Black Caucus of the ALA statement on “The Speaker” sponsorship

Censorship, Intellectual Freedom Committee, Midwinter Meeting/Annual Conference, Office for Intellectual Freedom

In response to several requests to elaborate on the Black Caucus of the ALA’s (BCALA) decision to cosponsor the upcoming ALA Conference program, “Speaking about the Speaker,” BCALA president Jerome Offord, Jr. wrote an open letter to the library community detailing the organization’s reasoning.  Here’s a key excerpt from the letter:

“As our governance structure permits, a proposal was submitted to the Executive Board requesting that BCALA collaborate on this project. The conversation began with those members who were present during the first iteration of this issue. The Executive Board debated the pros and the cons, talked about the historical decision regarding this film in the past, and questioned why we should collaborate in this venture. One member clearly reflected that this film, and the possible showing of it in the past, sent a blowing ripple through ALA at the time. In order to truly understand the history behind this, you must remember, this was in 1977. Times have changed and the BCALA Executive Board felt it was time for us to discuss this political hot button.”

You can read the full letter here: TheSpeaker_PR_BCALA.  Our thanks to BCALA for their support of this program!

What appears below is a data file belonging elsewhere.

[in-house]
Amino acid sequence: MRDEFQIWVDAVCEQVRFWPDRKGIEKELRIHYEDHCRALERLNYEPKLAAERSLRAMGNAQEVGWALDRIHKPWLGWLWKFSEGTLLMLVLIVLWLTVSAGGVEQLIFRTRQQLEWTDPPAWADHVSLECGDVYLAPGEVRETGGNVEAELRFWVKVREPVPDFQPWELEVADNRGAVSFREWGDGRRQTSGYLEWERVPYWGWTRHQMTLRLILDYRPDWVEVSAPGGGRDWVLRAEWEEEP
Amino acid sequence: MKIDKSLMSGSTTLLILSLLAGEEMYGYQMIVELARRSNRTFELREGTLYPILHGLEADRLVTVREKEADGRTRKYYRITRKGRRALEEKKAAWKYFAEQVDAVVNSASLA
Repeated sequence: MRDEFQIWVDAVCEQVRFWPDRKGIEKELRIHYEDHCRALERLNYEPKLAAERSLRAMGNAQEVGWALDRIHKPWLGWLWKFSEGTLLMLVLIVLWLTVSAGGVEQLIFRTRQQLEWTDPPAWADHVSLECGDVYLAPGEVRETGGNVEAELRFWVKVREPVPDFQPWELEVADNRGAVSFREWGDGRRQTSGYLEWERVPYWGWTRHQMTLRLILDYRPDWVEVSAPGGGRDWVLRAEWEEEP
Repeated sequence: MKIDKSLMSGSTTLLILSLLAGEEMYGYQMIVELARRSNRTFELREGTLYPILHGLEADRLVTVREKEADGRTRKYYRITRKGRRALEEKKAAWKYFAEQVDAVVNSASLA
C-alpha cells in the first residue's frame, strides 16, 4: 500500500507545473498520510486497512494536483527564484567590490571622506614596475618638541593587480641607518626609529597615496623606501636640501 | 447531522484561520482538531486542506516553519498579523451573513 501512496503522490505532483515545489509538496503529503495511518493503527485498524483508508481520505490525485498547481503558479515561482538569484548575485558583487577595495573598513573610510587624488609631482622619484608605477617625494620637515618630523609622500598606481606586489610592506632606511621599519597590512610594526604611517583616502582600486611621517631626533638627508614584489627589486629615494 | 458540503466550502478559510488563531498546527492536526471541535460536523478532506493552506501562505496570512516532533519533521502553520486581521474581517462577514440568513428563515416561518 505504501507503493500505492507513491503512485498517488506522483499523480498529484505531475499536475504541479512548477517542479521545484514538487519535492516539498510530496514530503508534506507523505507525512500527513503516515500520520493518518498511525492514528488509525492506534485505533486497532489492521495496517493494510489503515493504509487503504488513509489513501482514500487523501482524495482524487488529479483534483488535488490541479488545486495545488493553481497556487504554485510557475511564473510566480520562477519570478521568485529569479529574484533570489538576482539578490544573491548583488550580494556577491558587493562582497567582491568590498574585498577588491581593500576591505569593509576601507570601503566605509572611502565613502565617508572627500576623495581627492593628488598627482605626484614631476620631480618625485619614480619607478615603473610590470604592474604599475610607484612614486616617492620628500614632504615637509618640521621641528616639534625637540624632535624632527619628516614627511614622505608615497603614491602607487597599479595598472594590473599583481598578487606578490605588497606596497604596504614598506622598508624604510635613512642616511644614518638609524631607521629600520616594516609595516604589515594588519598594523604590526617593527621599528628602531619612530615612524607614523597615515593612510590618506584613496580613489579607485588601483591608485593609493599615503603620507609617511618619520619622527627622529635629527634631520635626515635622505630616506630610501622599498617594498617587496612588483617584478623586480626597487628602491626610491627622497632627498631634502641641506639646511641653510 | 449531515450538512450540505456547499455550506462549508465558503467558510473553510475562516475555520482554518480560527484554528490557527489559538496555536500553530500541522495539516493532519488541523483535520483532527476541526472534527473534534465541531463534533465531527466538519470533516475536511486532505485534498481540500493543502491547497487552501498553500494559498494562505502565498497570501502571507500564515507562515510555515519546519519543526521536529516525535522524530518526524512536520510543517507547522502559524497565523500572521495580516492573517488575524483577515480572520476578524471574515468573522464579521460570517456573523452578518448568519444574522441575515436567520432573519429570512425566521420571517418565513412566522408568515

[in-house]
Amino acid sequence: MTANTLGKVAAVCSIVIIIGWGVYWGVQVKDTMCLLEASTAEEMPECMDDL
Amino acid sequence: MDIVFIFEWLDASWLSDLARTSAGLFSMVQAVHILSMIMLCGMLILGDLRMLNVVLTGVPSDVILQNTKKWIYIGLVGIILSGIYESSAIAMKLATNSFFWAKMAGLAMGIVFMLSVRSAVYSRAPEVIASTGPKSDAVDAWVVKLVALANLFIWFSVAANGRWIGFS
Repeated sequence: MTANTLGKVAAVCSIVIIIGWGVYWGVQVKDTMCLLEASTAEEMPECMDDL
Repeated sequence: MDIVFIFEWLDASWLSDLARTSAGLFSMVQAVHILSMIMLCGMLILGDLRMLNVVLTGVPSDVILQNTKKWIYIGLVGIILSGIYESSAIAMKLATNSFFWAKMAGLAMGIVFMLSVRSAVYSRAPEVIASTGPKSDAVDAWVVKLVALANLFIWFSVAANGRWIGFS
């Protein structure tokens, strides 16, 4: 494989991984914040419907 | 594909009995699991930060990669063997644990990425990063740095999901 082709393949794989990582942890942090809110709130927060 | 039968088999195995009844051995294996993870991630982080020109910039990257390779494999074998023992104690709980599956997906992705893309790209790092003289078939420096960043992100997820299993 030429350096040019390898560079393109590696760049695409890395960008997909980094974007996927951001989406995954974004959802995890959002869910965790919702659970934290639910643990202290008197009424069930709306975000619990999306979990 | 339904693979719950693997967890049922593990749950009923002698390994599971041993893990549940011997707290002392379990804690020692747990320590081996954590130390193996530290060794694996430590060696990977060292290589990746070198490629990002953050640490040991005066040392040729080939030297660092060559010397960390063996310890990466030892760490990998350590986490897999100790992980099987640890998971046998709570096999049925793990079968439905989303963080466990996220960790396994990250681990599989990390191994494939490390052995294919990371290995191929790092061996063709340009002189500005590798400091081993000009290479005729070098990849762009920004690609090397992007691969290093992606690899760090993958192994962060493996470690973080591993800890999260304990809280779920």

One thought on “Black Caucus of the ALA statement on “The Speaker” sponsorship

  • As a child of holocaust survivors I grew up in a world that was laden with emotional “landmines.” To my everlasting benefit my parents brought me up to deal with issues head-on, to talk about the troublesome issues fraught with prejudice and hate. I was encouraged not to bury my head and avoid difficult emotions. I grew up with the notion that to talk about issues was the best way to diffuse them. Talking about holocaust and antisemitism helped me to better know myself and to develop a modest appreciation of what my parents experienced. Most importantly facing the issues helped shape me as someone who is ready, willing and able to stand up against prejudice and hate. It seems to me, as we approach Banned Books Week we should be defending the presentation of controversial ideas and not cowering under the illusion that avoiding a dialog about hateful ideas will somehow magically eradicate them.

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